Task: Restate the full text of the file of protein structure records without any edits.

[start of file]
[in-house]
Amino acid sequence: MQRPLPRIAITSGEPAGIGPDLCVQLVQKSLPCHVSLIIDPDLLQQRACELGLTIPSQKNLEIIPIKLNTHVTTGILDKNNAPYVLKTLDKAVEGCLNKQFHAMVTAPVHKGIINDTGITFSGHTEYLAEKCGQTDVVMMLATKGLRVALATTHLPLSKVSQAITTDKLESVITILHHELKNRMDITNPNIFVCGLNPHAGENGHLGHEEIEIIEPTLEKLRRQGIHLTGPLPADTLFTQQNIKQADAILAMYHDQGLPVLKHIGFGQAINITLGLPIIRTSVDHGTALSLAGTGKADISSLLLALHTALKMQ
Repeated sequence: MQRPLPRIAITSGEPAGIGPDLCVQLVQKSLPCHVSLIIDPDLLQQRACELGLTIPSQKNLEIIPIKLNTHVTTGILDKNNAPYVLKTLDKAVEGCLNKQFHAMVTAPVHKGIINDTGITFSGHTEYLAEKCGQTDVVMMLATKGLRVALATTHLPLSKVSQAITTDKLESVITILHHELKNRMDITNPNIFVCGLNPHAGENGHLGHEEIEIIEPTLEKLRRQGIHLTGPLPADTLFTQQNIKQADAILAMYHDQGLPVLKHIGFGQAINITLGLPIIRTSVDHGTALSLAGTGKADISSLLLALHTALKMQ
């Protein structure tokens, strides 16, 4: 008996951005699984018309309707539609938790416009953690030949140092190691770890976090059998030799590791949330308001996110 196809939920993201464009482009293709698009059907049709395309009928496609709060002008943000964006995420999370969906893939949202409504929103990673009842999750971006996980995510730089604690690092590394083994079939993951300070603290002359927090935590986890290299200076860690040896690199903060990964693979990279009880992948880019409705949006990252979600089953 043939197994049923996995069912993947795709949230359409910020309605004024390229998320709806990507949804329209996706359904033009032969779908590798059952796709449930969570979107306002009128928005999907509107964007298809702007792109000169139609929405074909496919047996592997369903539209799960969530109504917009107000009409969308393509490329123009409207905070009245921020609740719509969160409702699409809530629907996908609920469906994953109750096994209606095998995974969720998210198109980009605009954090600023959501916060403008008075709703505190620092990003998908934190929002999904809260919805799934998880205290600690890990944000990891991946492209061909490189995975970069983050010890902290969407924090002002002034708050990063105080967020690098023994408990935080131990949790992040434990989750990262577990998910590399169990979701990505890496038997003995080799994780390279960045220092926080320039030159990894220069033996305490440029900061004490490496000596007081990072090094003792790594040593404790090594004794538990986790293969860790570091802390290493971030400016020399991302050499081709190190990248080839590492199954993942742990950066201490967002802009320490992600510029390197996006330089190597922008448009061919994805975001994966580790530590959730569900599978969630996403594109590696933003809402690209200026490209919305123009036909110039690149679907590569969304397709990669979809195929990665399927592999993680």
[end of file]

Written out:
[in-house]
Amino acid sequence: MQRPLPRIAITSGEPAGIGPDLCVQLVQKSLPCHVSLIIDPDLLQQRACELGLTIPSQKNLEIIPIKLNTHVTTGILDKNNAPYVLKTLDKAVEGCLNKQFHAMVTAPVHKGIINDTGITFSGHTEYLAEKCGQTDVVMMLATKGLRVALATTHLPLSKVSQAITTDKLESVITILHHELKNRMDITNPNIFVCGLNPHAGENGHLGHEEIEIIEPTLEKLRRQGIHLTGPLPADTLFTQQNIKQADAILAMYHDQGLPVLKHIGFGQAINITLGLPIIRTSVDHGTALSLAGTGKADISSLLLALHTALKMQ
Repeated sequence: MQRPLPRIAITSGEPAGIGPDLCVQLVQKSLPCHVSLIIDPDLLQQRACELGLTIPSQKNLEIIPIKLNTHVTTGILDKNNAPYVLKTLDKAVEGCLNKQFHAMVTAPVHKGIINDTGITFSGHTEYLAEKCGQTDVVMMLATKGLRVALATTHLPLSKVSQAITTDKLESVITILHHELKNRMDITNPNIFVCGLNPHAGENGHLGHEEIEIIEPTLEKLRRQGIHLTGPLPADTLFTQQNIKQADAILAMYHDQGLPVLKHIGFGQAINITLGLPIIRTSVDHGTALSLAGTGKADISSLLLALHTALKMQ
């Protein structure tokens, strides 16, 4: 008996951005699984018309309707539609938790416009953690030949140092190691770890976090059998030799590791949330308001996110 196809939920993201464009482009293709698009059907049709395309009928496609709060002008943000964006995420999370969906893939949202409504929103990673009842999750971006996980995510730089604690690092590394083994079939993951300070603290002359927090935590986890290299200076860690040896690199903060990964693979990279009880992948880019409705949006990252979600089953 043939197994049923996995069912993947795709949230359409910020309605004024390229998320709806990507949804329209996706359904033009032969779908590798059952796709449930969570979107306002009128928005999907509107964007298809702007792109000169139609929405074909496919047996592997369903539209799960969530109504917009107000009409969308393509490329123009409207905070009245921020609740719509969160409702699409809530629907996908609920469906994953109750096994209606095998995974969720998210198109980009605009954090600023959501916060403008008075709703505190620092990003998908934190929002999904809260919805799934998880205290600690890990944000990891991946492209061909490189995975970069983050010890902290969407924090002002002034708050990063105080967020690098023994408990935080131990949790992040434990989750990262577990998910590399169990979701990505890496038997003995080799994780390279960045220092926080320039030159990894220069033996305490440029900061004490490496000596007081990072090094003792790594040593404790090594004794538990986790293969860790570091802390290493971030400016020399991302050499081709190190990248080839590492199954993942742990950066201490967002802009320490992600510029390197996006330089190597922008448009061919994805975001994966580790530590959730569900599978969630996403594109590696933003809402690209200026490209919305123009036909110039690149679907590569969304397709990669979809195929990665399927592999993680």